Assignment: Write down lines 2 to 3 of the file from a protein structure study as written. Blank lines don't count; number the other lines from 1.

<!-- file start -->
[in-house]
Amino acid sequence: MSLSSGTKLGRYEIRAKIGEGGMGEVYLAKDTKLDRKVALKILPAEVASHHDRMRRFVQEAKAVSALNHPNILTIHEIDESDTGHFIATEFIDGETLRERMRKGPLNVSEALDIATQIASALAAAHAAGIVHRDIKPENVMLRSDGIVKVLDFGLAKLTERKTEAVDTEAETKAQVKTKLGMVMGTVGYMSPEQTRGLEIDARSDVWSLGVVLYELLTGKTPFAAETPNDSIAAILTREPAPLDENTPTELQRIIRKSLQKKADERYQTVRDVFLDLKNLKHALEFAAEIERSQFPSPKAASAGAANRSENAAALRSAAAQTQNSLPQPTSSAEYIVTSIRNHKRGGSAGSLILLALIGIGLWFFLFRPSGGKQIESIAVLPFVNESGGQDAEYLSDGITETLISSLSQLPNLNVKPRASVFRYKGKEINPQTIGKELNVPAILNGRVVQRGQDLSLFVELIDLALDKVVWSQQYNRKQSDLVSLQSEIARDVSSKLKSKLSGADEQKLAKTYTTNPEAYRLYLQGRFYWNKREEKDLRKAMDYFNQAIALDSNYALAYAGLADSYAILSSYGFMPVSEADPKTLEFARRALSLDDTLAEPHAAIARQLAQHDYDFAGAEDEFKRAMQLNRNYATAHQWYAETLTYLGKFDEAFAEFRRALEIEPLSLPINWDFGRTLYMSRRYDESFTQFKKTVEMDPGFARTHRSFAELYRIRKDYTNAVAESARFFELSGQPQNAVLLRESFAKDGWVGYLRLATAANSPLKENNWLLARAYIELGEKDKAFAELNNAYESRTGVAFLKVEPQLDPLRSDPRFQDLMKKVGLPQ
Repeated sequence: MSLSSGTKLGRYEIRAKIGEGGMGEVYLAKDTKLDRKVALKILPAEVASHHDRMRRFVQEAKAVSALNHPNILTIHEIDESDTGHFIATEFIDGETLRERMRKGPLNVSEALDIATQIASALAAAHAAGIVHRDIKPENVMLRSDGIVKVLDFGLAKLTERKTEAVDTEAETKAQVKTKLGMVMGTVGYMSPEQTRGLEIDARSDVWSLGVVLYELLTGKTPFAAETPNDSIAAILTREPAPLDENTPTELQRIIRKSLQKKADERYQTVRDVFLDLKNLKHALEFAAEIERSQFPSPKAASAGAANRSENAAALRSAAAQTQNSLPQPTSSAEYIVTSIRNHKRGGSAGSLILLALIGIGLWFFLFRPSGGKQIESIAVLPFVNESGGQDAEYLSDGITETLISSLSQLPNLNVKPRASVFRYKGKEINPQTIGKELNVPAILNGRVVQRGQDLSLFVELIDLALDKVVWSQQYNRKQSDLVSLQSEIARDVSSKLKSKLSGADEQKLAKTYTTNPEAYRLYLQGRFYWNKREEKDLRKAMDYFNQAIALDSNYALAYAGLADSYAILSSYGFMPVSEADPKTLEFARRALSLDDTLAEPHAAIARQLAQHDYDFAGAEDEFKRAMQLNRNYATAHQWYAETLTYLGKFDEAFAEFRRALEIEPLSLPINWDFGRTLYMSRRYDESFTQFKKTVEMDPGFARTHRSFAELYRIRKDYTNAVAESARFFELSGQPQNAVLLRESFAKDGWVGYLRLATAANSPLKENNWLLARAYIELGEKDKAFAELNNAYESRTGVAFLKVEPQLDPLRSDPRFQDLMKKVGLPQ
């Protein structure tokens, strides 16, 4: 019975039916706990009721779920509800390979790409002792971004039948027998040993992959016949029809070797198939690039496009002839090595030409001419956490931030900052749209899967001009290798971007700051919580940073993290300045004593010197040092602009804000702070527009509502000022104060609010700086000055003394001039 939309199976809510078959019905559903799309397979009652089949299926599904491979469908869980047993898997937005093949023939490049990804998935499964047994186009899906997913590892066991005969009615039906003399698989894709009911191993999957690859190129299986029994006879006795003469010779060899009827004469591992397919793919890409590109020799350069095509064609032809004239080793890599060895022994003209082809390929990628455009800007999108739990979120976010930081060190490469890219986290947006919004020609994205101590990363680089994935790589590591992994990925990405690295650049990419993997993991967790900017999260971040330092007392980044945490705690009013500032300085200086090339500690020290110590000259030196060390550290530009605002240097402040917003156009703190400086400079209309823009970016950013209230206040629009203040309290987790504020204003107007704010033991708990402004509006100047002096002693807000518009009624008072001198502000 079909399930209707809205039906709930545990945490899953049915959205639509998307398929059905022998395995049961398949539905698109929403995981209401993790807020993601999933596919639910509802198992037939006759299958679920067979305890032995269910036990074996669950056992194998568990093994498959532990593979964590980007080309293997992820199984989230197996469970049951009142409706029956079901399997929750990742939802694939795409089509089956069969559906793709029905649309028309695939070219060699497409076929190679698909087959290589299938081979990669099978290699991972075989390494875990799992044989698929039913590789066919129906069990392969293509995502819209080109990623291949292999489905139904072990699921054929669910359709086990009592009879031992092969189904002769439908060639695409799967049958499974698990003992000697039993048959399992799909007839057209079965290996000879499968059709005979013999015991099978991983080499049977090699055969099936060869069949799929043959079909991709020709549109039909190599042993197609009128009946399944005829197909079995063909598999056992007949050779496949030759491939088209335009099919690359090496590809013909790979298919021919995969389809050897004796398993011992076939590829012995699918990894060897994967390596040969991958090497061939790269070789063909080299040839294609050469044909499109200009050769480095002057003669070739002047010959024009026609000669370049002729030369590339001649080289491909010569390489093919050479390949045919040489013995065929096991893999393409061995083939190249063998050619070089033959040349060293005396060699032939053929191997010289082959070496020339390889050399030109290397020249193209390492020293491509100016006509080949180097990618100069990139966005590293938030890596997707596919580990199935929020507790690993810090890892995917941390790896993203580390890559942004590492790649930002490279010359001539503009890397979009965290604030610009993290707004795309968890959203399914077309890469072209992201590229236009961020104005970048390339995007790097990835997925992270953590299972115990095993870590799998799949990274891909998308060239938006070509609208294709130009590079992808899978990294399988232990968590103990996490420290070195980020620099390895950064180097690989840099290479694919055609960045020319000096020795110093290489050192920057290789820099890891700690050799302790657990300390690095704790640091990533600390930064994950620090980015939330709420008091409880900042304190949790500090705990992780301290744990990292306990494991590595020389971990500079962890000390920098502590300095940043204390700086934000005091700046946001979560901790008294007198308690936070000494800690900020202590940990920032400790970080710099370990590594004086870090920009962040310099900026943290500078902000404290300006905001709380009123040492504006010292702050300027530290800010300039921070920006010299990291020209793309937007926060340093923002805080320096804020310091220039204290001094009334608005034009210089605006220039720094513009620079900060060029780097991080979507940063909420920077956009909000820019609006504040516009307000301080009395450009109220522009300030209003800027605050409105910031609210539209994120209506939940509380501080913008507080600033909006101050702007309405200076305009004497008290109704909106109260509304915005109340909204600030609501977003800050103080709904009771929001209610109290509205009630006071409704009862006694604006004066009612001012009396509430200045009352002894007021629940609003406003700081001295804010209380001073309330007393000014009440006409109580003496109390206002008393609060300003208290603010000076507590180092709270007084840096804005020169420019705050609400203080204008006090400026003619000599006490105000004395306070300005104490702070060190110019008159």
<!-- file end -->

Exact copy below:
Amino acid sequence: MSLSSGTKLGRYEIRAKIGEGGMGEVYLAKDTKLDRKVALKILPAEVASHHDRMRRFVQEAKAVSALNHPNILTIHEIDESDTGHFIATEFIDGETLRERMRKGPLNVSEALDIATQIASALAAAHAAGIVHRDIKPENVMLRSDGIVKVLDFGLAKLTERKTEAVDTEAETKAQVKTKLGMVMGTVGYMSPEQTRGLEIDARSDVWSLGVVLYELLTGKTPFAAETPNDSIAAILTREPAPLDENTPTELQRIIRKSLQKKADERYQTVRDVFLDLKNLKHALEFAAEIERSQFPSPKAASAGAANRSENAAALRSAAAQTQNSLPQPTSSAEYIVTSIRNHKRGGSAGSLILLALIGIGLWFFLFRPSGGKQIESIAVLPFVNESGGQDAEYLSDGITETLISSLSQLPNLNVKPRASVFRYKGKEINPQTIGKELNVPAILNGRVVQRGQDLSLFVELIDLALDKVVWSQQYNRKQSDLVSLQSEIARDVSSKLKSKLSGADEQKLAKTYTTNPEAYRLYLQGRFYWNKREEKDLRKAMDYFNQAIALDSNYALAYAGLADSYAILSSYGFMPVSEADPKTLEFARRALSLDDTLAEPHAAIARQLAQHDYDFAGAEDEFKRAMQLNRNYATAHQWYAETLTYLGKFDEAFAEFRRALEIEPLSLPINWDFGRTLYMSRRYDESFTQFKKTVEMDPGFARTHRSFAELYRIRKDYTNAVAESARFFELSGQPQNAVLLRESFAKDGWVGYLRLATAANSPLKENNWLLARAYIELGEKDKAFAELNNAYESRTGVAFLKVEPQLDPLRSDPRFQDLMKKVGLPQ
Repeated sequence: MSLSSGTKLGRYEIRAKIGEGGMGEVYLAKDTKLDRKVALKILPAEVASHHDRMRRFVQEAKAVSALNHPNILTIHEIDESDTGHFIATEFIDGETLRERMRKGPLNVSEALDIATQIASALAAAHAAGIVHRDIKPENVMLRSDGIVKVLDFGLAKLTERKTEAVDTEAETKAQVKTKLGMVMGTVGYMSPEQTRGLEIDARSDVWSLGVVLYELLTGKTPFAAETPNDSIAAILTREPAPLDENTPTELQRIIRKSLQKKADERYQTVRDVFLDLKNLKHALEFAAEIERSQFPSPKAASAGAANRSENAAALRSAAAQTQNSLPQPTSSAEYIVTSIRNHKRGGSAGSLILLALIGIGLWFFLFRPSGGKQIESIAVLPFVNESGGQDAEYLSDGITETLISSLSQLPNLNVKPRASVFRYKGKEINPQTIGKELNVPAILNGRVVQRGQDLSLFVELIDLALDKVVWSQQYNRKQSDLVSLQSEIARDVSSKLKSKLSGADEQKLAKTYTTNPEAYRLYLQGRFYWNKREEKDLRKAMDYFNQAIALDSNYALAYAGLADSYAILSSYGFMPVSEADPKTLEFARRALSLDDTLAEPHAAIARQLAQHDYDFAGAEDEFKRAMQLNRNYATAHQWYAETLTYLGKFDEAFAEFRRALEIEPLSLPINWDFGRTLYMSRRYDESFTQFKKTVEMDPGFARTHRSFAELYRIRKDYTNAVAESARFFELSGQPQNAVLLRESFAKDGWVGYLRLATAANSPLKENNWLLARAYIELGEKDKAFAELNNAYESRTGVAFLKVEPQLDPLRSDPRFQDLMKKVGLPQ